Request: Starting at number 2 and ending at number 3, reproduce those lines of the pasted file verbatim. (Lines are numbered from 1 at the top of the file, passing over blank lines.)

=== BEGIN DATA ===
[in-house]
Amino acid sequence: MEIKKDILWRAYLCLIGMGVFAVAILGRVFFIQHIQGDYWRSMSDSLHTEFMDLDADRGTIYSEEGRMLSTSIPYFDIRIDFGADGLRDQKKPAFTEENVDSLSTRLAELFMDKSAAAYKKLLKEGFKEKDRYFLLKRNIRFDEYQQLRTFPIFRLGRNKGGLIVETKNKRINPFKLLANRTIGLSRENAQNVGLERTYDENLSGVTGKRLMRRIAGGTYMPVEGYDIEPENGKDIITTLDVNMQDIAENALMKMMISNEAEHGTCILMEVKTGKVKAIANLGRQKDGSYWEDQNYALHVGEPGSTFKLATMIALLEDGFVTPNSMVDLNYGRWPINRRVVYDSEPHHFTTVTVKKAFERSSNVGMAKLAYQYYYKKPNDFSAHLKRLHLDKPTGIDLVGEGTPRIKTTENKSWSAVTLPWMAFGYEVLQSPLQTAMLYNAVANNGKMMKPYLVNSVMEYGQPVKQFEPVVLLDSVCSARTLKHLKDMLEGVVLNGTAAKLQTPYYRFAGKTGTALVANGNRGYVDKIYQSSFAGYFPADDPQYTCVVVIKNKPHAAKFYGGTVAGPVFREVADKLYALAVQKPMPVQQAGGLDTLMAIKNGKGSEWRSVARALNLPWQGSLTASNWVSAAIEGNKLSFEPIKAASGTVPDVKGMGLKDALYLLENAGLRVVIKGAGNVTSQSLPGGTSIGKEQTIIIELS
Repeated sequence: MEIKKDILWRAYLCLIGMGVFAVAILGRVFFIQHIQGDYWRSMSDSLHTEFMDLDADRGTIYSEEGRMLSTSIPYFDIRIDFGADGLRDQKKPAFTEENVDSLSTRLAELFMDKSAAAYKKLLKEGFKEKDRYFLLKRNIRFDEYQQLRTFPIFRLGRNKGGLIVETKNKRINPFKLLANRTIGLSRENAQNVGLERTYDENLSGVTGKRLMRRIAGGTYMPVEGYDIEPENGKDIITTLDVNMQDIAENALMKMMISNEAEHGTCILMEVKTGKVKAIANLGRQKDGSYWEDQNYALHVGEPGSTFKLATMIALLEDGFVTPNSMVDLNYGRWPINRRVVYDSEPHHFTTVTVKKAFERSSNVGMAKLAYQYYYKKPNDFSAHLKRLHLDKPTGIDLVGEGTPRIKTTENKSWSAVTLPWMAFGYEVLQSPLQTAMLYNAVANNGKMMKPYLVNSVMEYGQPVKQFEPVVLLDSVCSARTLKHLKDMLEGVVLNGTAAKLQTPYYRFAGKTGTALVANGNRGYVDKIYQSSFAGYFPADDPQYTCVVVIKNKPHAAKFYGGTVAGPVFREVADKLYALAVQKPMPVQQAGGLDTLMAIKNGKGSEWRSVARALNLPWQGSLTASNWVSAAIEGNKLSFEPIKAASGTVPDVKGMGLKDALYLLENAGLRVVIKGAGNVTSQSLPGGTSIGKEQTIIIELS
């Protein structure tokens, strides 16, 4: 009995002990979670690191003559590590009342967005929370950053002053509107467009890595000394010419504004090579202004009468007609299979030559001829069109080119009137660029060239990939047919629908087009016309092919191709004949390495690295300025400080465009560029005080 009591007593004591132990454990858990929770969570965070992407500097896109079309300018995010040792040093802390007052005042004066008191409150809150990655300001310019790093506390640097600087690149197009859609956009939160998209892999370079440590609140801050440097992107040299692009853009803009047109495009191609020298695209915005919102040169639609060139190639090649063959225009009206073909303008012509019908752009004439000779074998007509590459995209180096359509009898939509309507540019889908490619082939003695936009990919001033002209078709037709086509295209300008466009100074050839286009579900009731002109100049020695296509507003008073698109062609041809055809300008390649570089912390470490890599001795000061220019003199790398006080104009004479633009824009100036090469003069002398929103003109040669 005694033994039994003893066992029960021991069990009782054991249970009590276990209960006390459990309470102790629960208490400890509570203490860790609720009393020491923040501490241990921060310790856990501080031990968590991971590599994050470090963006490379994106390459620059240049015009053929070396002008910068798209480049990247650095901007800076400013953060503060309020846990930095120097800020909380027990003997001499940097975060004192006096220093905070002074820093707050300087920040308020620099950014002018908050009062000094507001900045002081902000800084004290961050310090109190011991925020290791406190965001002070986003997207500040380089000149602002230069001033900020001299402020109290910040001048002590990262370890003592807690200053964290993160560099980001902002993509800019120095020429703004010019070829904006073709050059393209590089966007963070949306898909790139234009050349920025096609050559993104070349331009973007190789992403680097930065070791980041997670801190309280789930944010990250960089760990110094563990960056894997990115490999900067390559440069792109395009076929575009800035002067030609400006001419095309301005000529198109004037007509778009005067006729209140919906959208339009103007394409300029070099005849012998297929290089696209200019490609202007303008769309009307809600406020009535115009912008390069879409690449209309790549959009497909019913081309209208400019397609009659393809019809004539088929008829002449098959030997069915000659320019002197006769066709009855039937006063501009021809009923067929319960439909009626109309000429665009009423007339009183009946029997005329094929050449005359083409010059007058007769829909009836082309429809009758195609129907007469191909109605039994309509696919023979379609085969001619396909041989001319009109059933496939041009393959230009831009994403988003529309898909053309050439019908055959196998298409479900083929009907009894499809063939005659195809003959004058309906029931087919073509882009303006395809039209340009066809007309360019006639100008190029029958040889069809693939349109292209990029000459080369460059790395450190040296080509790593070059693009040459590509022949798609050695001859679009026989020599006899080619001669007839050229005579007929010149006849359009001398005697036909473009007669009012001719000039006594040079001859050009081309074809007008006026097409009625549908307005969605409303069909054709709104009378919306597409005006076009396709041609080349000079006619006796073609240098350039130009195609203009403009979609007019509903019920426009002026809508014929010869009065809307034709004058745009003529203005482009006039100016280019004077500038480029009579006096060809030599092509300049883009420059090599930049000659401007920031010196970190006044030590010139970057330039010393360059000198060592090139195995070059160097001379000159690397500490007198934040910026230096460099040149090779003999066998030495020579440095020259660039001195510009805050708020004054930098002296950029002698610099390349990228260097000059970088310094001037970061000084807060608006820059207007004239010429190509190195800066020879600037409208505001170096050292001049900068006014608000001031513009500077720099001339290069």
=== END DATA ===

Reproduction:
Amino acid sequence: MEIKKDILWRAYLCLIGMGVFAVAILGRVFFIQHIQGDYWRSMSDSLHTEFMDLDADRGTIYSEEGRMLSTSIPYFDIRIDFGADGLRDQKKPAFTEENVDSLSTRLAELFMDKSAAAYKKLLKEGFKEKDRYFLLKRNIRFDEYQQLRTFPIFRLGRNKGGLIVETKNKRINPFKLLANRTIGLSRENAQNVGLERTYDENLSGVTGKRLMRRIAGGTYMPVEGYDIEPENGKDIITTLDVNMQDIAENALMKMMISNEAEHGTCILMEVKTGKVKAIANLGRQKDGSYWEDQNYALHVGEPGSTFKLATMIALLEDGFVTPNSMVDLNYGRWPINRRVVYDSEPHHFTTVTVKKAFERSSNVGMAKLAYQYYYKKPNDFSAHLKRLHLDKPTGIDLVGEGTPRIKTTENKSWSAVTLPWMAFGYEVLQSPLQTAMLYNAVANNGKMMKPYLVNSVMEYGQPVKQFEPVVLLDSVCSARTLKHLKDMLEGVVLNGTAAKLQTPYYRFAGKTGTALVANGNRGYVDKIYQSSFAGYFPADDPQYTCVVVIKNKPHAAKFYGGTVAGPVFREVADKLYALAVQKPMPVQQAGGLDTLMAIKNGKGSEWRSVARALNLPWQGSLTASNWVSAAIEGNKLSFEPIKAASGTVPDVKGMGLKDALYLLENAGLRVVIKGAGNVTSQSLPGGTSIGKEQTIIIELS
Repeated sequence: MEIKKDILWRAYLCLIGMGVFAVAILGRVFFIQHIQGDYWRSMSDSLHTEFMDLDADRGTIYSEEGRMLSTSIPYFDIRIDFGADGLRDQKKPAFTEENVDSLSTRLAELFMDKSAAAYKKLLKEGFKEKDRYFLLKRNIRFDEYQQLRTFPIFRLGRNKGGLIVETKNKRINPFKLLANRTIGLSRENAQNVGLERTYDENLSGVTGKRLMRRIAGGTYMPVEGYDIEPENGKDIITTLDVNMQDIAENALMKMMISNEAEHGTCILMEVKTGKVKAIANLGRQKDGSYWEDQNYALHVGEPGSTFKLATMIALLEDGFVTPNSMVDLNYGRWPINRRVVYDSEPHHFTTVTVKKAFERSSNVGMAKLAYQYYYKKPNDFSAHLKRLHLDKPTGIDLVGEGTPRIKTTENKSWSAVTLPWMAFGYEVLQSPLQTAMLYNAVANNGKMMKPYLVNSVMEYGQPVKQFEPVVLLDSVCSARTLKHLKDMLEGVVLNGTAAKLQTPYYRFAGKTGTALVANGNRGYVDKIYQSSFAGYFPADDPQYTCVVVIKNKPHAAKFYGGTVAGPVFREVADKLYALAVQKPMPVQQAGGLDTLMAIKNGKGSEWRSVARALNLPWQGSLTASNWVSAAIEGNKLSFEPIKAASGTVPDVKGMGLKDALYLLENAGLRVVIKGAGNVTSQSLPGGTSIGKEQTIIIELS